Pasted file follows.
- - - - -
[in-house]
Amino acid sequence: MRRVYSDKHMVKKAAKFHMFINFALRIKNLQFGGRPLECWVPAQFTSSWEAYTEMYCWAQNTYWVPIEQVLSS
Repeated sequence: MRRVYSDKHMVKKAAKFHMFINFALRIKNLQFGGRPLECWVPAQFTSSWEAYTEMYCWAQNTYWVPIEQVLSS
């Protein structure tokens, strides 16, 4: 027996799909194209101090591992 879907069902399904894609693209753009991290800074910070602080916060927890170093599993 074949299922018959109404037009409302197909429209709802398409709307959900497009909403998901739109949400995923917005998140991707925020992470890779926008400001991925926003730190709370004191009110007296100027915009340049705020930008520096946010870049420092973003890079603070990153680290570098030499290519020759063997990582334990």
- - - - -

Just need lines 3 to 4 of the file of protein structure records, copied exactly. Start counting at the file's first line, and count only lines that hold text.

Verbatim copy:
Repeated sequence: MRRVYSDKHMVKKAAKFHMFINFALRIKNLQFGGRPLECWVPAQFTSSWEAYTEMYCWAQNTYWVPIEQVLSS
């Protein structure tokens, strides 16, 4: 027996799909194209101090591992 879907069902399904894609693209753009991290800074910070602080916060927890170093599993 074949299922018959109404037009409302197909429209709802398409709307959900497009909403998901739109949400995923917005998140991707925020992470890779926008400001991925926003730190709370004191009110007296100027915009340049705020930008520096946010870049420092973003890079603070990153680290570098030499290519020759063997990582334990």